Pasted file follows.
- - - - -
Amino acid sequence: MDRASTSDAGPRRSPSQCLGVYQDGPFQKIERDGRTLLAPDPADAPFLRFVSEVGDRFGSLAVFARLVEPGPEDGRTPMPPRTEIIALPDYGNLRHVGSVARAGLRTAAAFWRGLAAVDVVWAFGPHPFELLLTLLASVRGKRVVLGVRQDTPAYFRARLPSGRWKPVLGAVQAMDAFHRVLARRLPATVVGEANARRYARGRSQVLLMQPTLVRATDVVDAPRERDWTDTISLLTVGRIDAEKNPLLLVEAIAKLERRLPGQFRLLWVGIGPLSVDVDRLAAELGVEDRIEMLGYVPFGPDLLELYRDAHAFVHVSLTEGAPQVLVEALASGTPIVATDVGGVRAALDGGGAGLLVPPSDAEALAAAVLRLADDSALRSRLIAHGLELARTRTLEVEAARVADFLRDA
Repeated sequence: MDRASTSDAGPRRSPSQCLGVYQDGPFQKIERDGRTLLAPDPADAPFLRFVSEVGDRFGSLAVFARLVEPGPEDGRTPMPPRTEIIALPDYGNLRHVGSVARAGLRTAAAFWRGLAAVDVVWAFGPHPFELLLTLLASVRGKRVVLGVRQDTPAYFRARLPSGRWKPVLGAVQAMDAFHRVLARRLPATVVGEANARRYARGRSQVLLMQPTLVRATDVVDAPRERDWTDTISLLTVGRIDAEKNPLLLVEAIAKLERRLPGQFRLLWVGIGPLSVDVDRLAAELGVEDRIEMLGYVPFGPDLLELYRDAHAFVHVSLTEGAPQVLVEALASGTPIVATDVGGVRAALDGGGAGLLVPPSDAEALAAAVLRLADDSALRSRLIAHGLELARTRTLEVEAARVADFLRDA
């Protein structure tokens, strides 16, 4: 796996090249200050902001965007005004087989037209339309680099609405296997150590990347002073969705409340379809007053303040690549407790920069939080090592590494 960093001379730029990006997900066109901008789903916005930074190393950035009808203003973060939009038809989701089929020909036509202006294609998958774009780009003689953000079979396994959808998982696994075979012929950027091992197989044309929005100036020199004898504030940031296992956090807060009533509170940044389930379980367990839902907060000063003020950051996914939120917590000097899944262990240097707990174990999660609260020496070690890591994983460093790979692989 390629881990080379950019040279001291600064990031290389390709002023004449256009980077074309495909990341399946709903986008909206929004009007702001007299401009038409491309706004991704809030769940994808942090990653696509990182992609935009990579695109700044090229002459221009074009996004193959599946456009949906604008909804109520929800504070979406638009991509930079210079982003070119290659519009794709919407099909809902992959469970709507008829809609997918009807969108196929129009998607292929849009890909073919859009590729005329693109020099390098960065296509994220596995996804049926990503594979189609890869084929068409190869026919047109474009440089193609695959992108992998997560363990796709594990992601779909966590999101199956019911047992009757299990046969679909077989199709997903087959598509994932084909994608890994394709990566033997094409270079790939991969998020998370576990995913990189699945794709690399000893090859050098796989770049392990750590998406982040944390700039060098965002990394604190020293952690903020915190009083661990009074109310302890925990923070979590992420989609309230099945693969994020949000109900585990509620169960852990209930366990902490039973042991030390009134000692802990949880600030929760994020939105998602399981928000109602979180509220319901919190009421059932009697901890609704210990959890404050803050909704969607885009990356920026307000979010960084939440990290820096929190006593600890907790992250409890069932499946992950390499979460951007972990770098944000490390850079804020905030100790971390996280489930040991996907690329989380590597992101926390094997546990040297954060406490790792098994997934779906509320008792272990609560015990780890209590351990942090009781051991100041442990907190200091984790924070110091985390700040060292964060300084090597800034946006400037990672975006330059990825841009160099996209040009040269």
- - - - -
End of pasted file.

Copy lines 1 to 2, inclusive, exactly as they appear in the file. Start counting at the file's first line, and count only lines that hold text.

Amino acid sequence: MDRASTSDAGPRRSPSQCLGVYQDGPFQKIERDGRTLLAPDPADAPFLRFVSEVGDRFGSLAVFARLVEPGPEDGRTPMPPRTEIIALPDYGNLRHVGSVARAGLRTAAAFWRGLAAVDVVWAFGPHPFELLLTLLASVRGKRVVLGVRQDTPAYFRARLPSGRWKPVLGAVQAMDAFHRVLARRLPATVVGEANARRYARGRSQVLLMQPTLVRATDVVDAPRERDWTDTISLLTVGRIDAEKNPLLLVEAIAKLERRLPGQFRLLWVGIGPLSVDVDRLAAELGVEDRIEMLGYVPFGPDLLELYRDAHAFVHVSLTEGAPQVLVEALASGTPIVATDVGGVRAALDGGGAGLLVPPSDAEALAAAVLRLADDSALRSRLIAHGLELARTRTLEVEAARVADFLRDA
Repeated sequence: MDRASTSDAGPRRSPSQCLGVYQDGPFQKIERDGRTLLAPDPADAPFLRFVSEVGDRFGSLAVFARLVEPGPEDGRTPMPPRTEIIALPDYGNLRHVGSVARAGLRTAAAFWRGLAAVDVVWAFGPHPFELLLTLLASVRGKRVVLGVRQDTPAYFRARLPSGRWKPVLGAVQAMDAFHRVLARRLPATVVGEANARRYARGRSQVLLMQPTLVRATDVVDAPRERDWTDTISLLTVGRIDAEKNPLLLVEAIAKLERRLPGQFRLLWVGIGPLSVDVDRLAAELGVEDRIEMLGYVPFGPDLLELYRDAHAFVHVSLTEGAPQVLVEALASGTPIVATDVGGVRAALDGGGAGLLVPPSDAEALAAAVLRLADDSALRSRLIAHGLELARTRTLEVEAARVADFLRDA